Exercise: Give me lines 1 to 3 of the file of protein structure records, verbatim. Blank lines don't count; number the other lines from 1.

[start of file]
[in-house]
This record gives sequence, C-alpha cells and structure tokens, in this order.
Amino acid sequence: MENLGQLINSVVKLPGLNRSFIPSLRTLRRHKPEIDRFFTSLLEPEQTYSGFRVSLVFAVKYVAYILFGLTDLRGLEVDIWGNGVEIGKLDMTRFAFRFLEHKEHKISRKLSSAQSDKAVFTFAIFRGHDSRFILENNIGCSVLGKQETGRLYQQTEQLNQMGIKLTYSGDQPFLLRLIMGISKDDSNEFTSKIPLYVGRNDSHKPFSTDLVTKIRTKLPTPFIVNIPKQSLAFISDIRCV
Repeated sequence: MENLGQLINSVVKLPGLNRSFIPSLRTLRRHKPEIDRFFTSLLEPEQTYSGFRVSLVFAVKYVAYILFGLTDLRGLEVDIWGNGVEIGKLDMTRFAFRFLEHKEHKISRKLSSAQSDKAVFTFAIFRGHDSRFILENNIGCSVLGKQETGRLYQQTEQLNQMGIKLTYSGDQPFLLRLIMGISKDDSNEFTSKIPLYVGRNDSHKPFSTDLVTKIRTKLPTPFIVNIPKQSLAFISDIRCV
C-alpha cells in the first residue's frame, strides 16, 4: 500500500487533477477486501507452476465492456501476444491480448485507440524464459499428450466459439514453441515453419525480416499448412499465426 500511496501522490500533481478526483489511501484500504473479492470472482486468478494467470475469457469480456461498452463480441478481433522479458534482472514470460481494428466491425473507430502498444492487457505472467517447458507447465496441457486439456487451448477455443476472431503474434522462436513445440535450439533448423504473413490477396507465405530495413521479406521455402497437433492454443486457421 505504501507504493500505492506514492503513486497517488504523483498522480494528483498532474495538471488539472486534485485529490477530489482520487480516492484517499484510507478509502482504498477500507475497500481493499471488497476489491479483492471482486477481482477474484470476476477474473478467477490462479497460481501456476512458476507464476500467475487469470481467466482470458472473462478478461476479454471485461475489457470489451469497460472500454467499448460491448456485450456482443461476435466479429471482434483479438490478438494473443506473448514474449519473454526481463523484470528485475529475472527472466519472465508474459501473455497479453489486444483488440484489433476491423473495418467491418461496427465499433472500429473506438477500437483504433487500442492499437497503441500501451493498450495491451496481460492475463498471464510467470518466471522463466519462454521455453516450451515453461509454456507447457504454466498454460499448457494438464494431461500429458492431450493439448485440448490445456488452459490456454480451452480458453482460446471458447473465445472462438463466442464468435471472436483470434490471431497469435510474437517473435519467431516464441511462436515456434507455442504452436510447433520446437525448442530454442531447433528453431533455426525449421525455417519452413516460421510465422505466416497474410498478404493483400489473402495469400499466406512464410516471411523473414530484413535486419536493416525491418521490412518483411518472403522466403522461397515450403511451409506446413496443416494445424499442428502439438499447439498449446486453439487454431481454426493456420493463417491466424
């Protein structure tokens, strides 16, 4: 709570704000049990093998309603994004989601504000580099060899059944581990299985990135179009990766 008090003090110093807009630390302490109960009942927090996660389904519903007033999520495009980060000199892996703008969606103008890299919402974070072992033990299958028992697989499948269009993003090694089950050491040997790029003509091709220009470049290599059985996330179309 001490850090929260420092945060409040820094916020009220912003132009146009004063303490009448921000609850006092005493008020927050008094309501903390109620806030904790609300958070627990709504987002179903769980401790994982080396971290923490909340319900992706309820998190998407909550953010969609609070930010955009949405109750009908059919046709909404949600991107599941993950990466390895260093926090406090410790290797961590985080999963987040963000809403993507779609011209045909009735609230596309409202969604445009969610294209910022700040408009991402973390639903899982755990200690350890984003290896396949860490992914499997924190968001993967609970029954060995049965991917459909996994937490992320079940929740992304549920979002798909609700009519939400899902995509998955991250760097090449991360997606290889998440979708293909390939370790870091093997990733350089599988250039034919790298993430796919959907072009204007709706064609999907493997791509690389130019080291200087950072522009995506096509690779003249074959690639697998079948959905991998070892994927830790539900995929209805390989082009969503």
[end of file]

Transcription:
[in-house]
This record gives sequence, C-alpha cells and structure tokens, in this order.
Amino acid sequence: MENLGQLINSVVKLPGLNRSFIPSLRTLRRHKPEIDRFFTSLLEPEQTYSGFRVSLVFAVKYVAYILFGLTDLRGLEVDIWGNGVEIGKLDMTRFAFRFLEHKEHKISRKLSSAQSDKAVFTFAIFRGHDSRFILENNIGCSVLGKQETGRLYQQTEQLNQMGIKLTYSGDQPFLLRLIMGISKDDSNEFTSKIPLYVGRNDSHKPFSTDLVTKIRTKLPTPFIVNIPKQSLAFISDIRCV